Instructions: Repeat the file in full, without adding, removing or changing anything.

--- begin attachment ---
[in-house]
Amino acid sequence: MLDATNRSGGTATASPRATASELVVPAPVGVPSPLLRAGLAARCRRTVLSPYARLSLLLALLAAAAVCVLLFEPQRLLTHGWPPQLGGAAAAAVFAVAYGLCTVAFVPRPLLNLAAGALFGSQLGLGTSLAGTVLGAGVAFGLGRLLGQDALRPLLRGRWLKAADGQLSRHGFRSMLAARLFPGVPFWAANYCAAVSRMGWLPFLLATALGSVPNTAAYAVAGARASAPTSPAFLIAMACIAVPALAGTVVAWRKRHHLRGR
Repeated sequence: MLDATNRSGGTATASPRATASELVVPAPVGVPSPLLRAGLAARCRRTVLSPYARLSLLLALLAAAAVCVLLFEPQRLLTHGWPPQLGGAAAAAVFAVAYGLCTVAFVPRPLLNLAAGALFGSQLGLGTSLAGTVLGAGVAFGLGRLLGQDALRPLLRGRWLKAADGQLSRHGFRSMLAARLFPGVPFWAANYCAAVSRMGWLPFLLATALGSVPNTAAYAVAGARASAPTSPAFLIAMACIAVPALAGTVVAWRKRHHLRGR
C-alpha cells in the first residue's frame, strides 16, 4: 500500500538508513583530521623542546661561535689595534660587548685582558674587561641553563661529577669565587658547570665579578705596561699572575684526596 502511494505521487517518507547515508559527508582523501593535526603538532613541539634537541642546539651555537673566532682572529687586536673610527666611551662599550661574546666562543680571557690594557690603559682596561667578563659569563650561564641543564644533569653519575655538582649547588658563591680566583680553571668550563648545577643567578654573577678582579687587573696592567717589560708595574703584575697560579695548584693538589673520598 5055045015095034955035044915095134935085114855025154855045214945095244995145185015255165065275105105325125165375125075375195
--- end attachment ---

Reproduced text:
[in-house]
Amino acid sequence: MLDATNRSGGTATASPRATASELVVPAPVGVPSPLLRAGLAARCRRTVLSPYARLSLLLALLAAAAVCVLLFEPQRLLTHGWPPQLGGAAAAAVFAVAYGLCTVAFVPRPLLNLAAGALFGSQLGLGTSLAGTVLGAGVAFGLGRLLGQDALRPLLRGRWLKAADGQLSRHGFRSMLAARLFPGVPFWAANYCAAVSRMGWLPFLLATALGSVPNTAAYAVAGARASAPTSPAFLIAMACIAVPALAGTVVAWRKRHHLRGR
Repeated sequence: MLDATNRSGGTATASPRATASELVVPAPVGVPSPLLRAGLAARCRRTVLSPYARLSLLLALLAAAAVCVLLFEPQRLLTHGWPPQLGGAAAAAVFAVAYGLCTVAFVPRPLLNLAAGALFGSQLGLGTSLAGTVLGAGVAFGLGRLLGQDALRPLLRGRWLKAADGQLSRHGFRSMLAARLFPGVPFWAANYCAAVSRMGWLPFLLATALGSVPNTAAYAVAGARASAPTSPAFLIAMACIAVPALAGTVVAWRKRHHLRGR
C-alpha cells in the first residue's frame, strides 16, 4: 500500500538508513583530521623542546661561535689595534660587548685582558674587561641553563661529577669565587658547570665579578705596561699572575684526596 502511494505521487517518507547515508559527508582523501593535526603538532613541539634537541642546539651555537673566532682572529687586536673610527666611551662599550661574546666562543680571557690594557690603559682596561667578563659569563650561564641543564644533569653519575655538582649547588658563591680566583680553571668550563648545577643567578654573577678582579687587573696592567717589560708595574703584575697560579695548584693538589673520598 5055045015095034955035044915095134935085114855025154855045214945095244995145185015255165065275105105325125165375125075375195